If you’ve been keeping up with your marketing legislative news lately, you’re likely to have seen some buzz surrounding the Canadian Anti-Spam Legislation (CASL). Essentially, CASL limits how businesses send commercial electronic messages (think: email, social media, texts, etc.) to prospects in Canada. If your marketing strategy depends on Canadians, this law will likely impact how you’re designing forms and executing on email nurture campaigns.
If you’re feeling overwhelmed, join the club. As the strictest anti-spam law ever, there are a lot of questions surrounding CASL. But after quite a bit of research, we’re hoping to answer some of those questions.
Let us be clear. This blog and white paper are not substitutes for sound, professional, legal advice. We’ve read the law and have a pretty good handle on its implications (read: hefty fines for non-compliant businesses), and we’re just hoping to give you more information and help you understand what all those pesky acronyms stand for.
The Nuts and Bolts
CASL is a new anti-spam law that will crack down on companies sending commercial electronic messages (CEMs) to Canadian individuals. This includes things like texts and emails. Under CASL, businesses must receive explicit consent from individuals to send messages. (If you think this sounds a lot like an opt-in best practice—you’re not exactly wrong.) No proof of consent? Be prepared to fork over up to $10 million dollars if you’re a US business.
To make things a little trickier, how businesses gain consent will also be regulated—say goodbye to pre-checked opt-in checkboxes. For the sake of your sanity, we’re not going to go into all the fine details in this blog post (that’s what our Canadian Anti-Spam Legislation white paper is for). But to sum it up, Canada wants you to be clear about who you are and what you’re sending them. No tricks allowed.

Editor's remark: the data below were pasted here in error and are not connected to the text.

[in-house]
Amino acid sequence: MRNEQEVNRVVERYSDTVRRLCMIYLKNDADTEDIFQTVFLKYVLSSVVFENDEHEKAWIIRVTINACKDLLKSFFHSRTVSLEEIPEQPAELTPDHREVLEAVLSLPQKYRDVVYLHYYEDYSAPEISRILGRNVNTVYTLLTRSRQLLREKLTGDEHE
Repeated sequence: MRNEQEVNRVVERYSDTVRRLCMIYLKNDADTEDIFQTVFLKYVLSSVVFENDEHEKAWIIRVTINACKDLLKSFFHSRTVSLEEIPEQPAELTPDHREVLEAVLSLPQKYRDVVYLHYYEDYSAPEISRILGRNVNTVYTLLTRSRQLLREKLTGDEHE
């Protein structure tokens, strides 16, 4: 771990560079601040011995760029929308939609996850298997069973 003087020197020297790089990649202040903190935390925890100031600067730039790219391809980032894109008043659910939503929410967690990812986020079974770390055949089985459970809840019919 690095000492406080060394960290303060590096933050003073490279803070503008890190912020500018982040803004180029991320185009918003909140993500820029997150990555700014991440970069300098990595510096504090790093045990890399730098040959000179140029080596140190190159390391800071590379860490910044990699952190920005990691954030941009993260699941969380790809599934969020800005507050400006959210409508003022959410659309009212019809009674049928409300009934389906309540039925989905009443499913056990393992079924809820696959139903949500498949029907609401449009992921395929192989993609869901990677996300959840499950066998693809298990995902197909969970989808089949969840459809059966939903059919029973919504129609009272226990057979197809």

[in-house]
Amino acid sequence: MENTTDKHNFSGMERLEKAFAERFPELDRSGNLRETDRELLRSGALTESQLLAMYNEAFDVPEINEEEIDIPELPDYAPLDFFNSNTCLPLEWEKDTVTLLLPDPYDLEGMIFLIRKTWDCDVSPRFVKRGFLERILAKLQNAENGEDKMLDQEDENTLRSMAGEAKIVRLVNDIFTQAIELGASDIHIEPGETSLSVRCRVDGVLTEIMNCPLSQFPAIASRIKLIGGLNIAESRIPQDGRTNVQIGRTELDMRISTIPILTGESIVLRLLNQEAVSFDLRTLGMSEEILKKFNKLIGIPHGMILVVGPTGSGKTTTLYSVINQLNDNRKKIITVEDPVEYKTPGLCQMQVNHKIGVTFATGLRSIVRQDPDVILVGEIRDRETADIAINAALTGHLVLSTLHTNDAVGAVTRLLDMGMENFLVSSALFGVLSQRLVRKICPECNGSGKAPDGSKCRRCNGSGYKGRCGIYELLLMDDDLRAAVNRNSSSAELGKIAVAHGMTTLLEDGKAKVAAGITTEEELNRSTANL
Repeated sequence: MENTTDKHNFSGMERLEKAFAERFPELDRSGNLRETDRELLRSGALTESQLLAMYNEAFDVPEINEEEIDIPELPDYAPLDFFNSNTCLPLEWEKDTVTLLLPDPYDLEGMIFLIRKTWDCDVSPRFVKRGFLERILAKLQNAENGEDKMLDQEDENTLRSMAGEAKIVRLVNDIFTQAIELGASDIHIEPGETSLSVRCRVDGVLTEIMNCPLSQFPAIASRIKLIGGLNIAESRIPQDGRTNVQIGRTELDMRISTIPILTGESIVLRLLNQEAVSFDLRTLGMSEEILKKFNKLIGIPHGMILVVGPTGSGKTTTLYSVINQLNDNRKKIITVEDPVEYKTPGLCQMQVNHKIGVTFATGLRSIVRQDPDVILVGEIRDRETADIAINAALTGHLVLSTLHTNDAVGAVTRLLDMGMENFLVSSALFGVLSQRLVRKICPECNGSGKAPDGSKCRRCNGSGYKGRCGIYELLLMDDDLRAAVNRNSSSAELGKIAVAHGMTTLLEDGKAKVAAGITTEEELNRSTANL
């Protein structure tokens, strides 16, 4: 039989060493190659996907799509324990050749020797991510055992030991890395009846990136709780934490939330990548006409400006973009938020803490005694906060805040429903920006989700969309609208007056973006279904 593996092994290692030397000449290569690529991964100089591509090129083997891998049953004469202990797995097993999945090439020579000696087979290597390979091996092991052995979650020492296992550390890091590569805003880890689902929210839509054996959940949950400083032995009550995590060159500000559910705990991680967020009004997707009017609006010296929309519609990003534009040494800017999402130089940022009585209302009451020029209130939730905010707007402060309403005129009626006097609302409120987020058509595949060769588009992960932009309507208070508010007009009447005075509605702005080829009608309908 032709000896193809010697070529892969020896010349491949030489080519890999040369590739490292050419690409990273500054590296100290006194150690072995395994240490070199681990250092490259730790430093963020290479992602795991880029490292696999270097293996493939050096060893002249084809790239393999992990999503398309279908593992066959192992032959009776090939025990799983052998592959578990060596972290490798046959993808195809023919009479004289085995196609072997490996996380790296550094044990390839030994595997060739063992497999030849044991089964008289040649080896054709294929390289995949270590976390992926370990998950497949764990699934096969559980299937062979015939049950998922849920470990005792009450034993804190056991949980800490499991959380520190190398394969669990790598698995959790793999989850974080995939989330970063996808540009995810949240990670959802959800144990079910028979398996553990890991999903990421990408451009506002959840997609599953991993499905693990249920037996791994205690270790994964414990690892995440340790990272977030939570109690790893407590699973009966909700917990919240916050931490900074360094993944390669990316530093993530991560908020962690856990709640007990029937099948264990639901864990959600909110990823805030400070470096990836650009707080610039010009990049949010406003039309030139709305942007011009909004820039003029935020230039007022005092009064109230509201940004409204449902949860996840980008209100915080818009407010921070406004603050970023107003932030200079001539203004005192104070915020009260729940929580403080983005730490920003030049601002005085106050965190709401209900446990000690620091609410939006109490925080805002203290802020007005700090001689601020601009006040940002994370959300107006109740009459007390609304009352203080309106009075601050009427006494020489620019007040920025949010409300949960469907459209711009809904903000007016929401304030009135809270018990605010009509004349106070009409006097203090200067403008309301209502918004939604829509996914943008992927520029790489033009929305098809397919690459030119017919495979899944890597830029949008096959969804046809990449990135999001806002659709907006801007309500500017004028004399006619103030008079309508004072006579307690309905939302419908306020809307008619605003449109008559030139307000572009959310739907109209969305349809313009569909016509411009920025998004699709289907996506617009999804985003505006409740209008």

When to Be Compliant?
CASL was originally rolled out in 2014, but gave businesses three years to transition their online materials to be compliant for a July 1, 2017 enforcement date. As of June 8, this part of the legislation was suspended indefinitely.
Don’t take this as a free pass—the European Union is rolling out the General Data Protection Regulation (GDPR), which is similar legislation to be enforced in 2018.
What to Do
Get explicit consent from the Canadian portion of your database.
This means you need to very clear about what you will be sending to their inbox: marketing materials, sale information, special offers, etc.
Make sure future opt-ins are clear about what they’re signing up for.
This means you need to include language on your forms letting users opt in to receiving future notifications or emails. This can be as simple as including an unchecked box at the bottom of your form with clear language.
Get a timestamp on current customers for implied consent.
If you’ve got an existing relationship with an individual (e.g., they’ve bought something from you, they’ve reached out to you, etc.), good news! You’re free to contact them via a CEM—but only for two years. After that two years is up, you’ll need to—you guessed it—get explicit consent to continue marketing to them.
The Bottom Line
No one likes spam, but the Canadians (and soon, the European Union) are taking what we know to be best practice and putting some stringent guardrails around it. The best thing you can do is read up on how this might impact your business.
That being said, this blog post just scrapes the surface. For everything you need to know, download our free white paper, which includes everything from sample text to real life examples of compliant lead gen forms and emails.
Lynsey Johnson is "mostly a Hoosier," but she's a digital marketer through and through. Marketing leverages her love of reading and writing, but her skills in math – honed in school and her past work as a financial analyst – help her find the best ways to maximize our clients' digital spend. And she's also an expert gardener, as it turns out!
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